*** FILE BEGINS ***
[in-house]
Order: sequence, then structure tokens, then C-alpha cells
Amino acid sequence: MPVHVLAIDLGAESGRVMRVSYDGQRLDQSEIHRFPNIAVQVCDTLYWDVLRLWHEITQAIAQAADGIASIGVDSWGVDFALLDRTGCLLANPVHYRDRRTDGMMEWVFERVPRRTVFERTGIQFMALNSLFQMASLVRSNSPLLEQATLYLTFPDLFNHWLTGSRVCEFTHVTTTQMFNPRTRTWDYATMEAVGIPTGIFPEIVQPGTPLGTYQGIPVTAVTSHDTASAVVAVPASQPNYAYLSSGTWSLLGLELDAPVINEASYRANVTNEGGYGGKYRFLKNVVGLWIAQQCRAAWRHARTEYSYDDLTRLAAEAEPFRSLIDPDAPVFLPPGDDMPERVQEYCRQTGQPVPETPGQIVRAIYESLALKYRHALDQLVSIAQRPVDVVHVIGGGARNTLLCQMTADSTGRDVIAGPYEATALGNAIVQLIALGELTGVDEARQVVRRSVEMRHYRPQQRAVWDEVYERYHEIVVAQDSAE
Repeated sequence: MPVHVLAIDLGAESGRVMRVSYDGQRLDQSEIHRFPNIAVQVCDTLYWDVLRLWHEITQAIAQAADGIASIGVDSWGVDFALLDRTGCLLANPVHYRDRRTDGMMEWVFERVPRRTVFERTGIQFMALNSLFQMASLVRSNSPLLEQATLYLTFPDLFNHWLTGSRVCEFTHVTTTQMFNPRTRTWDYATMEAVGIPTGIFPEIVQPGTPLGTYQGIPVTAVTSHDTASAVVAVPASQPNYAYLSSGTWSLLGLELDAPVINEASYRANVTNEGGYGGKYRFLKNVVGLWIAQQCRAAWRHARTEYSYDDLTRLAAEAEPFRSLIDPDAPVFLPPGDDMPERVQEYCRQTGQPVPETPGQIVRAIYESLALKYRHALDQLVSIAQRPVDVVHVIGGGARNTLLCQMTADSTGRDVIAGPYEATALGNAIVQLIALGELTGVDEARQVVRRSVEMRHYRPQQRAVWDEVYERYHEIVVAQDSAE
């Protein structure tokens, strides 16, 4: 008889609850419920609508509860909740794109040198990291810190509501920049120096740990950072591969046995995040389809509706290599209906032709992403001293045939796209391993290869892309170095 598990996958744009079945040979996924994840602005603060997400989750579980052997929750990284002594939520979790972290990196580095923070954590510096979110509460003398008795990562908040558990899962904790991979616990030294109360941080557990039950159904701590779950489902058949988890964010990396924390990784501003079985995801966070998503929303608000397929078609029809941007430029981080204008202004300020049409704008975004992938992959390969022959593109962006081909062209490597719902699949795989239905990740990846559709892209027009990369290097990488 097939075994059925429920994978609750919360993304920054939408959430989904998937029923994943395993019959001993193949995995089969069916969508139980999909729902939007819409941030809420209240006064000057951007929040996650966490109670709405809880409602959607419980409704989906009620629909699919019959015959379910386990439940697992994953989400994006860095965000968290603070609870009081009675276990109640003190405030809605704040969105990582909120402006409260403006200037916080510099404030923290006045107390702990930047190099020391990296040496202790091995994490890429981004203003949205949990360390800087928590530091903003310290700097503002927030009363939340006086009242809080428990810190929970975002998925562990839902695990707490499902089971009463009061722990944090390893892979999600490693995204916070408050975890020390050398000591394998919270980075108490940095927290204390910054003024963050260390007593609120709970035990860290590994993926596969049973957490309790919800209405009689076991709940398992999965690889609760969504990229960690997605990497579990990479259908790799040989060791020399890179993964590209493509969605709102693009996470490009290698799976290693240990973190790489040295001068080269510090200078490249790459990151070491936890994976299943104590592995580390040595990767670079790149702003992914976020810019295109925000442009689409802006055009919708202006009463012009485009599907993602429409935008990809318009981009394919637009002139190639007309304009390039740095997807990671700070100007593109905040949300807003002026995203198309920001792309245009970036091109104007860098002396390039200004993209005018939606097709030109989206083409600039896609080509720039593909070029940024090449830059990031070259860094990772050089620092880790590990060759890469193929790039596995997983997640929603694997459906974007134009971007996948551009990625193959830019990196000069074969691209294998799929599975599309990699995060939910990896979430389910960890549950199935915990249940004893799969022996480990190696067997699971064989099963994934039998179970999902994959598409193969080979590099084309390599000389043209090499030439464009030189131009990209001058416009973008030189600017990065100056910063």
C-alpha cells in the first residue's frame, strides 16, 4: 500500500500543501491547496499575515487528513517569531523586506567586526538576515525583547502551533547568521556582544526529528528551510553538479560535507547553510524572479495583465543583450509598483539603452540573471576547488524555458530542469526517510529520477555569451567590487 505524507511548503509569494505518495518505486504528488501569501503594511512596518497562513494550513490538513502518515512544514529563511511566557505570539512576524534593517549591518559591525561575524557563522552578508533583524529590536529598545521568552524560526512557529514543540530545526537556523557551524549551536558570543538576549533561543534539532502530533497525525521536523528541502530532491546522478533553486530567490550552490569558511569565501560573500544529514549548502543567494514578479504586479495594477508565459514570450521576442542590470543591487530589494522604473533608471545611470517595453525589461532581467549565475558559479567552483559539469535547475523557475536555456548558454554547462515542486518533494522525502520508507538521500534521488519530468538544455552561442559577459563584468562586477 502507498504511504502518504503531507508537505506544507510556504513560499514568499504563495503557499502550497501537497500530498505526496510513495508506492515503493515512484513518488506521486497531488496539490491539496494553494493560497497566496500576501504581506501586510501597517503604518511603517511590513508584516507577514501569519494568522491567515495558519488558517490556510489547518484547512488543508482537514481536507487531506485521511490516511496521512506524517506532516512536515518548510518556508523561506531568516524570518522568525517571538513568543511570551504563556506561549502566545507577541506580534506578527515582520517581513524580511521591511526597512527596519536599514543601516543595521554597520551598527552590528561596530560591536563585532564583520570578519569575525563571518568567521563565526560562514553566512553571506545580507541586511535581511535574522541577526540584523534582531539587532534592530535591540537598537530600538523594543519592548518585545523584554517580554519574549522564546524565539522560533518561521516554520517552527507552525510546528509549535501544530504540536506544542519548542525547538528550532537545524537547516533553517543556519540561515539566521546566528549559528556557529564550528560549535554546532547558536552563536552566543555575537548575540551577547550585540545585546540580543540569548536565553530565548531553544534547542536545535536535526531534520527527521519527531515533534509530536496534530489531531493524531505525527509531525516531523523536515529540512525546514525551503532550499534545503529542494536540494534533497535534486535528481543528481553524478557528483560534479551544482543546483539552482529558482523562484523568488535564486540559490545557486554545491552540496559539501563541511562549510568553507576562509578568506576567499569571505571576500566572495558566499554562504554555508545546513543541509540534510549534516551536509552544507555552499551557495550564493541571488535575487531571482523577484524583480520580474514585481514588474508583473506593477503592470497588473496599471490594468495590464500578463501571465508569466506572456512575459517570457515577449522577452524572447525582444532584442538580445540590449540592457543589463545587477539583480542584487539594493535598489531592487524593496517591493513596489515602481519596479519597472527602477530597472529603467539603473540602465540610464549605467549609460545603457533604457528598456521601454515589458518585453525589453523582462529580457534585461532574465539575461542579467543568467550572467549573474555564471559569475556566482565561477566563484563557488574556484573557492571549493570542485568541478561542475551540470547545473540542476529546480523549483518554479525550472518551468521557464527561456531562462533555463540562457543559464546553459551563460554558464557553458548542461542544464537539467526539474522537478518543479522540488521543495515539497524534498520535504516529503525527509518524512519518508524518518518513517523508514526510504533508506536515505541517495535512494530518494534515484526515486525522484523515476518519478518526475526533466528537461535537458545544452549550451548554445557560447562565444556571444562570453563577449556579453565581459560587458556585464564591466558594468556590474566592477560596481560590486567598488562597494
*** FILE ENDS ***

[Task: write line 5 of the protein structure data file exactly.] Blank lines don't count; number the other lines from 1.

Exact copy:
């Protein structure tokens, strides 16, 4: 008889609850419920609508509860909740794109040198990291810190509501920049120096740990950072591969046995995040389809509706290599209906032709992403001293045939796209391993290869892309170095 598990996958744009079945040979996924994840602005603060997400989750579980052997929750990284002594939520979790972290990196580095923070954590510096979110509460003398008795990562908040558990899962904790991979616990030294109360941080557990039950159904701590779950489902058949988890964010990396924390990784501003079985995801966070998503929303608000397929078609029809941007430029981080204008202004300020049409704008975004992938992959390969022959593109962006081909062209490597719902699949795989239905990740990846559709892209027009990369290097990488 097939075994059925429920994978609750919360993304920054939408959430989904998937029923994943395993019959001993193949995995089969069916969508139980999909729902939007819409941030809420209240006064000057951007929040996650966490109670709405809880409602959607419980409704989906009620629909699919019959015959379910386990439940697992994953989400994006860095965000968290603070609870009081009675276990109640003190405030809605704040969105990582909120402006409260403006200037916080510099404030923290006045107390702990930047190099020391990296040496202790091995994490890429981004203003949205949990360390800087928590530091903003310290700097503002927030009363939340006086009242809080428990810190929970975002998925562990839902695990707490499902089971009463009061722990944090390893892979999600490693995204916070408050975890020390050398000591394998919270980075108490940095927290204390910054003024963050260390007593609120709970035990860290590994993926596969049973957490309790919800209405009689076991709940398992999965690889609760969504990229960690997605990497579990990479259908790799040989060791020399890179993964590209493509969605709102693009996470490009290698799976290693240990973190790489040295001068080269510090200078490249790459990151070491936890994976299943104590592995580390040595990767670079790149702003992914976020810019295109925000442009689409802006055009919708202006009463012009485009599907993602429409935008990809318009981009394919637009002139190639007309304009390039740095997807990671700070100007593109905040949300807003002026995203198309920001792309245009970036091109104007860098002396390039200004993209005018939606097709030109989206083409600039896609080509720039593909070029940024090449830059990031070259860094990772050089620092880790590990060759890469193929790039596995997983997640929603694997459906974007134009971007996948551009990625193959830019990196000069074969691209294998799929599975599309990699995060939910990896979430389910960890549950199935915990249940004893799969022996480990190696067997699971064989099963994934039998179970999902994959598409193969080979590099084309390599000389043209090499030439464009030189131009990209001058416009973008030189600017990065100056910063």